What a pleasure it has been reading these books with my near-four year old. The pictures are ‘alive’ and reflect a typical day in New Zealand for many parents and children.
I particularly loved The Chill Out Chair because it does so many great things – it normalises feeling angry or being sent to ‘calm down’, and it gave me and my daughter some ideas to help us through these trying times. The story also highlighted the use of imagination to emotionally regulate and pass the time.
The use of Te Reo Māori in the story means “Kia tau,” has also entered our family vocabulary – thank you Barr whānau!
Speaking of whānau, The Chair series books are written and illustrated by Josephine Carson Barr and Simon Barr, a mother-son team. Josephine was inspired to write the book by her grandchildren. The family/whānau is evident throughout the books, giving them a comforting, familiar feeling.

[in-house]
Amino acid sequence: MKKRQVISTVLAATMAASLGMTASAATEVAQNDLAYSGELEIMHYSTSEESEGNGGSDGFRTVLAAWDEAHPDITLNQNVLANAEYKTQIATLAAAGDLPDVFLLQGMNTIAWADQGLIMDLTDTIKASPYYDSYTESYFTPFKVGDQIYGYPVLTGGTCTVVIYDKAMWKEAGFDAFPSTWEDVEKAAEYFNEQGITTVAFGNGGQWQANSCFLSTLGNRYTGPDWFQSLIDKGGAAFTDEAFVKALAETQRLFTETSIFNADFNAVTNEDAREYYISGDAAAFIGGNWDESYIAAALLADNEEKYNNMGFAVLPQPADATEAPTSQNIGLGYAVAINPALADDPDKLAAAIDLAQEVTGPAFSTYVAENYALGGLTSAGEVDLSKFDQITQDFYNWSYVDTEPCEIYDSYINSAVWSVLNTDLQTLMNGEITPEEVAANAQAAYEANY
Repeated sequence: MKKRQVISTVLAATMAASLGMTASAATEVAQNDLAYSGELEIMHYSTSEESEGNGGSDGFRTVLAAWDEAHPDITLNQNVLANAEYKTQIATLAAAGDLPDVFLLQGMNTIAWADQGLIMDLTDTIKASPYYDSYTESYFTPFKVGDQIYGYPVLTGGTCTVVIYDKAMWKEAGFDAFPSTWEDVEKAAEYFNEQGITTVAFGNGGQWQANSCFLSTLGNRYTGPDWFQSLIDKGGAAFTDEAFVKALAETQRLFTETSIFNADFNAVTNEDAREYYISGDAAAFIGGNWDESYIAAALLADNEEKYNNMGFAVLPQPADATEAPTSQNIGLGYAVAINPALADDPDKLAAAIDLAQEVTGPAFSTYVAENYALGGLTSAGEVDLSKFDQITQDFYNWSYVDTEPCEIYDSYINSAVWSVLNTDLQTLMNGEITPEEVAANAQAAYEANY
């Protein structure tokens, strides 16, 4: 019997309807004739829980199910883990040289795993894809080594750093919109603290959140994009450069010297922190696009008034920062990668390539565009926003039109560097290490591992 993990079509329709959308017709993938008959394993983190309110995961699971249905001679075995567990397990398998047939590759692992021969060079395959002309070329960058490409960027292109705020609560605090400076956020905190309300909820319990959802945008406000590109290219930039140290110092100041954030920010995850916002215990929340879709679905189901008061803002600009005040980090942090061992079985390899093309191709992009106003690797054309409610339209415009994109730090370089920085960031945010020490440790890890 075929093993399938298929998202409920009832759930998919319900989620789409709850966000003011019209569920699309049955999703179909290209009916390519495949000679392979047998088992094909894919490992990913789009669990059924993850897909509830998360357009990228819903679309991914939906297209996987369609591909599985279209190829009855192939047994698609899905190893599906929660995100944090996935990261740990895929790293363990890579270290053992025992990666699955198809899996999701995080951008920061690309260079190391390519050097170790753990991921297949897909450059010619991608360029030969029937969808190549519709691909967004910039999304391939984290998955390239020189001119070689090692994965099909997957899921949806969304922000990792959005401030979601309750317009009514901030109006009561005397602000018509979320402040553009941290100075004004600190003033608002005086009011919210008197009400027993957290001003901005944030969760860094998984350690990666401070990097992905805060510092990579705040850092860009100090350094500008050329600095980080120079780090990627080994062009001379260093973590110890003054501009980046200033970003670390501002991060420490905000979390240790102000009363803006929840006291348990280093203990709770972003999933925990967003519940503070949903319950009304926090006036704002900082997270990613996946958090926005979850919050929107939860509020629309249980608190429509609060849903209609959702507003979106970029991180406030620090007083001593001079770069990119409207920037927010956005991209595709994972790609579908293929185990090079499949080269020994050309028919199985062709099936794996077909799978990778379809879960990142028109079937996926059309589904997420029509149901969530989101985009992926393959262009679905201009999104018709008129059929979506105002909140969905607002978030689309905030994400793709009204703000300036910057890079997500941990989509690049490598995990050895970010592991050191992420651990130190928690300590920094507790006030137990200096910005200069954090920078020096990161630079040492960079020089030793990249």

The Goodbye Chair was less relevant for us, but still enjoyable. I will certainly be recommending it as a ‘reading book’ at preschools and for new entrants teachers. The idea of The Goodbye Chair is excellent to help tamariki and parents/whānau transition away from one another.
I highly recommend The Chair series. My daughter and I had a great time reading them – we learned heaps, laughed and talked about the big emotions and how to manage them.
Reviewed by Anna Mowat, who works as part of the All Right? Wellbeing campaign in Ōtautahi, where she is based. She also delivers Incredible Years parenting courses for the Ministry of Education and is currently working on a Cure Kids research project to create support for parents whose children have emotional regulation issues.